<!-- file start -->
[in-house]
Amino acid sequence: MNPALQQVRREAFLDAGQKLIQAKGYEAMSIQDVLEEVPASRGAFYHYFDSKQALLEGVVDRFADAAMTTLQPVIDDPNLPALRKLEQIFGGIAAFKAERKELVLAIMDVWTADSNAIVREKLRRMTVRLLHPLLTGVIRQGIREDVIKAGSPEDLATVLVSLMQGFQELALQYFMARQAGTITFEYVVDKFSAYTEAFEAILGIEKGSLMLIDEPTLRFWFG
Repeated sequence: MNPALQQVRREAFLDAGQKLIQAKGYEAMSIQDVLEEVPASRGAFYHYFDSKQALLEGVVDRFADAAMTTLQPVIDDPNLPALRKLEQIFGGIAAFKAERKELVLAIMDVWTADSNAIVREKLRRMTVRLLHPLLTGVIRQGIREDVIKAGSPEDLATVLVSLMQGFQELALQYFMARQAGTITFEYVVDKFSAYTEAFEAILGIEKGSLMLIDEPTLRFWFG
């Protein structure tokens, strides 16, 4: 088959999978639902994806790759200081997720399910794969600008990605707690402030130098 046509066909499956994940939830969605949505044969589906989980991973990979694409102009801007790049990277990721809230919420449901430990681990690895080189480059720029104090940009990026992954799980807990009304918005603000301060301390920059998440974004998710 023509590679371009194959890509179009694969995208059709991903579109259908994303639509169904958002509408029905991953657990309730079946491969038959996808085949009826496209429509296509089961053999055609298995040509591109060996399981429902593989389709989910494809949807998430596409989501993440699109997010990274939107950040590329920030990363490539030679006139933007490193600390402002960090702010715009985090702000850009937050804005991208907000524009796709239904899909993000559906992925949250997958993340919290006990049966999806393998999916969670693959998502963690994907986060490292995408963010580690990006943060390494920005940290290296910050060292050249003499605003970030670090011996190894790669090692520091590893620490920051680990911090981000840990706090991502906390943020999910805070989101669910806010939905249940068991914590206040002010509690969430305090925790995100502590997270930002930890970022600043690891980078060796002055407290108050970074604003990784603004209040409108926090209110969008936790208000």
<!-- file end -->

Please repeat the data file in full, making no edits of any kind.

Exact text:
[in-house]
Amino acid sequence: MNPALQQVRREAFLDAGQKLIQAKGYEAMSIQDVLEEVPASRGAFYHYFDSKQALLEGVVDRFADAAMTTLQPVIDDPNLPALRKLEQIFGGIAAFKAERKELVLAIMDVWTADSNAIVREKLRRMTVRLLHPLLTGVIRQGIREDVIKAGSPEDLATVLVSLMQGFQELALQYFMARQAGTITFEYVVDKFSAYTEAFEAILGIEKGSLMLIDEPTLRFWFG
Repeated sequence: MNPALQQVRREAFLDAGQKLIQAKGYEAMSIQDVLEEVPASRGAFYHYFDSKQALLEGVVDRFADAAMTTLQPVIDDPNLPALRKLEQIFGGIAAFKAERKELVLAIMDVWTADSNAIVREKLRRMTVRLLHPLLTGVIRQGIREDVIKAGSPEDLATVLVSLMQGFQELALQYFMARQAGTITFEYVVDKFSAYTEAFEAILGIEKGSLMLIDEPTLRFWFG
């Protein structure tokens, strides 16, 4: 088959999978639902994806790759200081997720399910794969600008990605707690402030130098 046509066909499956994940939830969605949505044969589906989980991973990979694409102009801007790049990277990721809230919420449901430990681990690895080189480059720029104090940009990026992954799980807990009304918005603000301060301390920059998440974004998710 023509590679371009194959890509179009694969995208059709991903579109259908994303639509169904958002509408029905991953657990309730079946491969038959996808085949009826496209429509296509089961053999055609298995040509591109060996399981429902593989389709989910494809949807998430596409989501993440699109997010990274939107950040590329920030990363490539030679006139933007490193600390402002960090702010715009985090702000850009937050804005991208907000524009796709239904899909993000559906992925949250997958993340919290006990049966999806393998999916969670693959998502963690994907986060490292995408963010580690990006943060390494920005940290290296910050060292050249003499605003970030670090011996190894790669090692520091590893620490920051680990911090981000840990706090991502906390943020999910805070989101669910806010939905249940068991914590206040002010509690969430305090925790995100502590997270930002930890970022600043690891980078060796002055407290108050970074604003990784603004209040409108926090209110969008936790208000």